Abstract: It’s not uncommon for parents, grandparents and others to make gifts to minors and college students. When considering this idea, taxpayers must beware of the kiddie tax. This tax trap could leave them liable for a substantial amount of tax dollars that they may never see coming.
Don’t let the kiddie tax play costly games with you
It’s not uncommon for parents, grandparents and others to make financial gifts to minors and young adults. Perhaps you want to transfer some appreciated stock to a child or grandchild to start them on their journey toward successful wealth management. Or maybe you simply want to remove some assets from your taxable estate or shift income into a lower tax bracket. Whatever the reason, beware of the “kiddie tax.” It can play costly games with the unwary.
An evolving concept
Years ago, the kiddie tax applied only to those under age 14. But, more recently, the age limits were revised to children under age 19 and to full-time students under age 24 (unless the students’ earned income is more than half of their own support).
Another important, and even more recent, change to the kiddie tax occurred under the Tax Cuts and Jobs Act (TCJA). Before passage of this law, the net unearned income of a child was taxed at the parents’ tax rates if the parents’ tax rates were higher than the tax rates of the child. The remainder of a child’s taxable income — in other words, earned income from a child’s job, plus unearned income up to $2,100 (for 2018), less the child’s standard deduction — was taxed at the child’s rates. The kiddie tax applied to a child if the child:
· Hadn’t reached the age of 19 by the close of the tax year, or the child was a full-time student under the age of 24 whose earned income was less than half of their own support, and either of the child’s parents was alive at such time,
· Had unearned income exceeding $2,100 (for 2018), and
· Didn’t file a joint return.
Now, under the TCJA, for tax years beginning after December 31, 2017, the taxable income of a child attributable to earned income is taxed under the rates for single individuals, and taxable income of a child attributable to net unearned income is taxed according to the brackets applicable to trusts and estates. This rule applies to the child’s ordinary income and his or her income taxed at preferential rates. As under previous law, the kiddie tax can potentially apply until the year a child turns 24.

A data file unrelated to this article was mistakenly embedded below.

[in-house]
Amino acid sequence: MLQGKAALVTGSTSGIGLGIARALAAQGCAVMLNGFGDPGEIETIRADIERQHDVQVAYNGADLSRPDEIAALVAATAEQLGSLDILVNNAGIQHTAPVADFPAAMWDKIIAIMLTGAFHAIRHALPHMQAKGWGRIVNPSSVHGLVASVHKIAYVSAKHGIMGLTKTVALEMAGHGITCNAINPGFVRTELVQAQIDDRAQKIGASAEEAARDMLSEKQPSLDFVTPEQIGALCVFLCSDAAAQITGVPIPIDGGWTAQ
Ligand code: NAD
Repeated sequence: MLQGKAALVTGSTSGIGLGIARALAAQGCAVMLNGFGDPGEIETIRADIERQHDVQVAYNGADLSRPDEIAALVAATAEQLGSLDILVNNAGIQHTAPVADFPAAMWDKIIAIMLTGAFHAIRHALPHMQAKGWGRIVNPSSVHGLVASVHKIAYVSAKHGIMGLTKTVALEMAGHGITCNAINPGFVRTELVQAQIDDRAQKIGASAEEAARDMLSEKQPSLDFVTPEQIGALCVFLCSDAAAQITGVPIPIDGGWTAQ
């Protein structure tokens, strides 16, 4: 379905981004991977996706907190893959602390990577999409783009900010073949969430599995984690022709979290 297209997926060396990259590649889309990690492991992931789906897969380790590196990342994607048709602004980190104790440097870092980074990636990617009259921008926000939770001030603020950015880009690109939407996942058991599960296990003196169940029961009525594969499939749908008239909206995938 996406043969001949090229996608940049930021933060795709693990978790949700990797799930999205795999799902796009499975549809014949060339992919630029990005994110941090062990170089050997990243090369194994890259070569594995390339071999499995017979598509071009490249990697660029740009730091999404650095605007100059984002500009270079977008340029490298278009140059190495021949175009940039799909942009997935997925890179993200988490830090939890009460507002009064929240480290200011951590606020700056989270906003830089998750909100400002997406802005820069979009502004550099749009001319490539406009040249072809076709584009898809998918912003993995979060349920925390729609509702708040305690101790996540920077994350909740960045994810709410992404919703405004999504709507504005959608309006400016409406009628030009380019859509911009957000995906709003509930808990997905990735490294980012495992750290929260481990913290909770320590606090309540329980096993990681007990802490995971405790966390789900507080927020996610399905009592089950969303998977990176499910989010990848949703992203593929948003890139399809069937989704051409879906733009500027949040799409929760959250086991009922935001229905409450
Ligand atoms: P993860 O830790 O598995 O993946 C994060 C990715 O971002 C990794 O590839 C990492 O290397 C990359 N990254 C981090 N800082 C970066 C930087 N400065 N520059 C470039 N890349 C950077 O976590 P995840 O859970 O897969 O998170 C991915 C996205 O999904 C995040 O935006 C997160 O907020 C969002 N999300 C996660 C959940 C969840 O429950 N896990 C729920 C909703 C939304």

The tax in action
Let’s say you transferred to your 16-year-old some stock you’d held for several years that had appreciated $10,000. You were thinking she’d be eligible for the 0% long-term gains rate and so could sell the stock with no tax liability for your family. But you’d be in for an unhappy surprise: Assuming your daughter had no other unearned income, in 2018 $7,900 of the gain would be taxed at the estate and trust capital gains rates, equal to a tax of $795.
Or let’s say you transferred the appreciated stock to your 18-year-old grandson with the plan that he could sell the stock tax-free to pay for his college tuition. He won’t end up with the entire $10,000 gain available for tuition because of the kiddie tax liability.
Fortunately, there may be ways to achieve your goals without triggering the kiddie tax. For example, if you’d like to shift income and you have adult children (older than 24) who’re no longer subject to the kiddie tax but in a lower tax bracket, consider transferring income-producing or highly appreciated assets to them.
A risky time
Many families wait until the end of the year to make substantial, meaningful gifts. But, given what’s at stake, now is a good time to start a methodical process to determine the best possible way to pass along your wealth. After all, with the many changes made under the TCJA, the kiddie tax might affect you in ways you weren’t expecting. The best advice is to simply run the numbers with an expert’s help. Please contact our firm for more information and some suggestions on how to achieve your financial goals.